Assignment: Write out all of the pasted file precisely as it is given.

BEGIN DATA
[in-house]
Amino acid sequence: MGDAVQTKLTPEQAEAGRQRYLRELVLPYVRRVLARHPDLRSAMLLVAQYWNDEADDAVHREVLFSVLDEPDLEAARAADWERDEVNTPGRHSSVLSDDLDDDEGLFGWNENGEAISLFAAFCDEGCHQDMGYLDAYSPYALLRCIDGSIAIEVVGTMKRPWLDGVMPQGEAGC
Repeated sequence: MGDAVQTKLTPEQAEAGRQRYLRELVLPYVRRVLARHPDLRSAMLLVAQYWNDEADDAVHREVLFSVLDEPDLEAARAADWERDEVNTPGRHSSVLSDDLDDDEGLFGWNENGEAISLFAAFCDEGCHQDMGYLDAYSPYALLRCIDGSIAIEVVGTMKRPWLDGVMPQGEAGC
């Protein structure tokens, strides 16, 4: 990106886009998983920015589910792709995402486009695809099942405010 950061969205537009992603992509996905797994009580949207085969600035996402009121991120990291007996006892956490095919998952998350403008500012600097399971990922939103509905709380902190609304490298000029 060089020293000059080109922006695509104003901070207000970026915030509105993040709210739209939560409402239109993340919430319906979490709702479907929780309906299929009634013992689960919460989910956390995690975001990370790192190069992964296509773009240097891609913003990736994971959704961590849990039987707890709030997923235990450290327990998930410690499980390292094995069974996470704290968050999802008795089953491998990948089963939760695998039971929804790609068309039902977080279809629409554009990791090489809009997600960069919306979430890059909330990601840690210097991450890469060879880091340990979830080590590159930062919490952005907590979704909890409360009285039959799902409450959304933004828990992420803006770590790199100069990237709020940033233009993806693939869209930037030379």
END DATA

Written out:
[in-house]
Amino acid sequence: MGDAVQTKLTPEQAEAGRQRYLRELVLPYVRRVLARHPDLRSAMLLVAQYWNDEADDAVHREVLFSVLDEPDLEAARAADWERDEVNTPGRHSSVLSDDLDDDEGLFGWNENGEAISLFAAFCDEGCHQDMGYLDAYSPYALLRCIDGSIAIEVVGTMKRPWLDGVMPQGEAGC
Repeated sequence: MGDAVQTKLTPEQAEAGRQRYLRELVLPYVRRVLARHPDLRSAMLLVAQYWNDEADDAVHREVLFSVLDEPDLEAARAADWERDEVNTPGRHSSVLSDDLDDDEGLFGWNENGEAISLFAAFCDEGCHQDMGYLDAYSPYALLRCIDGSIAIEVVGTMKRPWLDGVMPQGEAGC
């Protein structure tokens, strides 16, 4: 990106886009998983920015589910792709995402486009695809099942405010 950061969205537009992603992509996905797994009580949207085969600035996402009121991120990291007996006892956490095919998952998350403008500012600097399971990922939103509905709380902190609304490298000029 060089020293000059080109922006695509104003901070207000970026915030509105993040709210739209939560409402239109993340919430319906979490709702479907929780309906299929009634013992689960919460989910956390995690975001990370790192190069992964296509773009240097891609913003990736994971959704961590849990039987707890709030997923235990450290327990998930410690499980390292094995069974996470704290968050999802008795089953491998990948089963939760695998039971929804790609068309039902977080279809629409554009990791090489809009997600960069919306979430890059909330990601840690210097991450890469060879880091340990979830080590590159930062919490952005907590979704909890409360009285039959799902409450959304933004828990992420803006770590790199100069990237709020940033233009993806693939869209930037030379």